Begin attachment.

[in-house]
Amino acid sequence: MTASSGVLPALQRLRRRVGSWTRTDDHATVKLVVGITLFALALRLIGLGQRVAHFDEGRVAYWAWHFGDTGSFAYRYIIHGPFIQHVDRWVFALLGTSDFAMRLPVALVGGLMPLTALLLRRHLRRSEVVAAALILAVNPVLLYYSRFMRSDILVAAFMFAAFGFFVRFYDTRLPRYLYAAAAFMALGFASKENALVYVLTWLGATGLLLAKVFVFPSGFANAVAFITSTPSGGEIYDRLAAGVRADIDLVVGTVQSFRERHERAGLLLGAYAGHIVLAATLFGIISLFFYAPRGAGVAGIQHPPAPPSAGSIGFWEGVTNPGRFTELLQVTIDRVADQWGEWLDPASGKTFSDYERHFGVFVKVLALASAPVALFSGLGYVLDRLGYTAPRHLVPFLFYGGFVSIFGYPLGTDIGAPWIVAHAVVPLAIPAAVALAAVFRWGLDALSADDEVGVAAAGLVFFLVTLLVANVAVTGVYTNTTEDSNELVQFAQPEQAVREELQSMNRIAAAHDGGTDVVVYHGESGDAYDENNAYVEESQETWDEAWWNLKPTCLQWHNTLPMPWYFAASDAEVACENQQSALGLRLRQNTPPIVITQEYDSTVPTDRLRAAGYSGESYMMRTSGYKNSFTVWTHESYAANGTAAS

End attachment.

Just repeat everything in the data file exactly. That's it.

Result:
[in-house]
Amino acid sequence: MTASSGVLPALQRLRRRVGSWTRTDDHATVKLVVGITLFALALRLIGLGQRVAHFDEGRVAYWAWHFGDTGSFAYRYIIHGPFIQHVDRWVFALLGTSDFAMRLPVALVGGLMPLTALLLRRHLRRSEVVAAALILAVNPVLLYYSRFMRSDILVAAFMFAAFGFFVRFYDTRLPRYLYAAAAFMALGFASKENALVYVLTWLGATGLLLAKVFVFPSGFANAVAFITSTPSGGEIYDRLAAGVRADIDLVVGTVQSFRERHERAGLLLGAYAGHIVLAATLFGIISLFFYAPRGAGVAGIQHPPAPPSAGSIGFWEGVTNPGRFTELLQVTIDRVADQWGEWLDPASGKTFSDYERHFGVFVKVLALASAPVALFSGLGYVLDRLGYTAPRHLVPFLFYGGFVSIFGYPLGTDIGAPWIVAHAVVPLAIPAAVALAAVFRWGLDALSADDEVGVAAAGLVFFLVTLLVANVAVTGVYTNTTEDSNELVQFAQPEQAVREELQSMNRIAAAHDGGTDVVVYHGESGDAYDENNAYVEESQETWDEAWWNLKPTCLQWHNTLPMPWYFAASDAEVACENQQSALGLRLRQNTPPIVITQEYDSTVPTDRLRAAGYSGESYMMRTSGYKNSFTVWTHESYAANGTAAS